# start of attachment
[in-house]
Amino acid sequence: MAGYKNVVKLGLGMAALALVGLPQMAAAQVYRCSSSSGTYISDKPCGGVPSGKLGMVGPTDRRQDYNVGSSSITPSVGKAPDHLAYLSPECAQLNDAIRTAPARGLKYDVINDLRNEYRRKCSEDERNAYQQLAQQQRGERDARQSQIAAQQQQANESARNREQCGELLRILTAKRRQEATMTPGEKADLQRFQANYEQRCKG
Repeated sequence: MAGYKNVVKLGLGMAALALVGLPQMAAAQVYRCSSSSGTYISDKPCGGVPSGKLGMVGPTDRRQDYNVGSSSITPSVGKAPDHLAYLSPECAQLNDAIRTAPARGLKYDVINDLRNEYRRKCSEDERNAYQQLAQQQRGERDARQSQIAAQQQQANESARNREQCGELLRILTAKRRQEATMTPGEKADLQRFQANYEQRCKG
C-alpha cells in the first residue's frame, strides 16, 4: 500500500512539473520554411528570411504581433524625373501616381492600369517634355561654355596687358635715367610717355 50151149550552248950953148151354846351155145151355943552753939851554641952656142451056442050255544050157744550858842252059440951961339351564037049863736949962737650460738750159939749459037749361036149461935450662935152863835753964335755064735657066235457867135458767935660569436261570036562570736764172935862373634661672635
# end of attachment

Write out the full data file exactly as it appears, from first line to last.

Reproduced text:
[in-house]
Amino acid sequence: MAGYKNVVKLGLGMAALALVGLPQMAAAQVYRCSSSSGTYISDKPCGGVPSGKLGMVGPTDRRQDYNVGSSSITPSVGKAPDHLAYLSPECAQLNDAIRTAPARGLKYDVINDLRNEYRRKCSEDERNAYQQLAQQQRGERDARQSQIAAQQQQANESARNREQCGELLRILTAKRRQEATMTPGEKADLQRFQANYEQRCKG
Repeated sequence: MAGYKNVVKLGLGMAALALVGLPQMAAAQVYRCSSSSGTYISDKPCGGVPSGKLGMVGPTDRRQDYNVGSSSITPSVGKAPDHLAYLSPECAQLNDAIRTAPARGLKYDVINDLRNEYRRKCSEDERNAYQQLAQQQRGERDARQSQIAAQQQQANESARNREQCGELLRILTAKRRQEATMTPGEKADLQRFQANYEQRCKG
C-alpha cells in the first residue's frame, strides 16, 4: 500500500512539473520554411528570411504581433524625373501616381492600369517634355561654355596687358635715367610717355 50151149550552248950953148151354846351155145151355943552753939851554641952656142451056442050255544050157744550858842252059440951961339351564037049863736949962737650460738750159939749459037749361036149461935450662935152863835753964335755064735657066235457867135458767935660569436261570036562570736764172935862373634661672635